MURDOCH, MCI ANNOUNCE $2B JOINT INTERACTIVE DEAL
"In what could be the most potent alliance yet between a
telephone company and a media firm," MCI Communications announced
Wednesday that it will invest up to $2B in Rupert Murdoch's News
Corp. to form a joint venture to deliver electronic information
services, according to Jube Shiver in this morning's L.A. TIMES.
The deal calls for a 50-50 joint venture company that will
distribute News Corp. TV shows, movies and published materials
via MCI's network -- "though it was not at all clear exactly how
this will work, since MCI's network does not extend all the way
to individual households -- at least not yet" (L.A. TIMES, 5/11).
The first venture between the two is likely to be an online
service for business drawing on Murdoch's "international news
gathering apparatus" (Schatz & Pessah, N.Y. NEWSDAY, 5/11). In
addition, Delphi, News Corp.'s commercial online service, "is
expected to be folded into MCI's information services business"
(Steve Lohr, N.Y. TIMES, 5/11).
FOOTBALL AS LEVERAGE: Both MCI Chair Bert Roberts and
Murdoch said the alliance would provide the leverage necessary
for transmission deals with cable companies or regional bells.
Murdoch: "We have a lot of bargaining strength and we have a lot
of money. ... (Bell Atlantic) is not going to be supplying
(programs) to people in Washington without the Redskins games"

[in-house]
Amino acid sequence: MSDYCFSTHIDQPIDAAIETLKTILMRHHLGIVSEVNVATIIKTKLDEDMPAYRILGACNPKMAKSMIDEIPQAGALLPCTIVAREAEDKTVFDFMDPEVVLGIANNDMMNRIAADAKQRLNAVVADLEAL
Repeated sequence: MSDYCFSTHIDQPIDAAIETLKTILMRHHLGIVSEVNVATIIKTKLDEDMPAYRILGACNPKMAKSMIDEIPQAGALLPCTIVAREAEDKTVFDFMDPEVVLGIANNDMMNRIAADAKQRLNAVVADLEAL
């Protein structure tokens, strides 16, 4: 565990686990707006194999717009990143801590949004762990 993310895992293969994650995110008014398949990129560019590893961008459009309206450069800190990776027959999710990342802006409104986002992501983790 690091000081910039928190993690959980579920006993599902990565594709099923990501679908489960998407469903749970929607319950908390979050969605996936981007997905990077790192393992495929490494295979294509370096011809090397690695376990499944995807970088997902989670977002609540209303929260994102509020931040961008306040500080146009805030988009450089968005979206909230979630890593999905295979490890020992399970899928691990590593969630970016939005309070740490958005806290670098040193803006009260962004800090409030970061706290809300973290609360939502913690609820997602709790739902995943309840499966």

(WASHINGTON POST, 5/11).
REAX: MCI's cash infusion "enables Murdoch to resume the
role of an aggressive buyer of media properties that he
relinquished after the company's 1990 liquidity crisis" (DAILY
VARIETY, 5/11). News Corp. "is positioning itself for the day
when broadcasters can deliver digital television into people's
homes" (Cassandra Burrell, SAN FRANCISCO CHRONICLE, 5/11). MCI
Exec VP Tim Price: "We just got a big-time content provider"
(N.Y. TIMES, 5/11). Roberts: "Until now, no one has put
together the right building blocks -- programming, network
intelligence, distribution and merchandising -- to offer new
media services on a global scale" (FINANCIAL TIMES, 5/11). The
"potentially powerful alliance of content and distribution could
well force other media and communication giants into similar
deals, lest they be left behind in multimedia wars" (Keller &
Landro, WALL STREET JOURNAL, 5/11). "The deal marks one of the
most startling alliances yet in the communications industry"
(Andrews & Fabrikant, N.Y. TIMES, 5/11).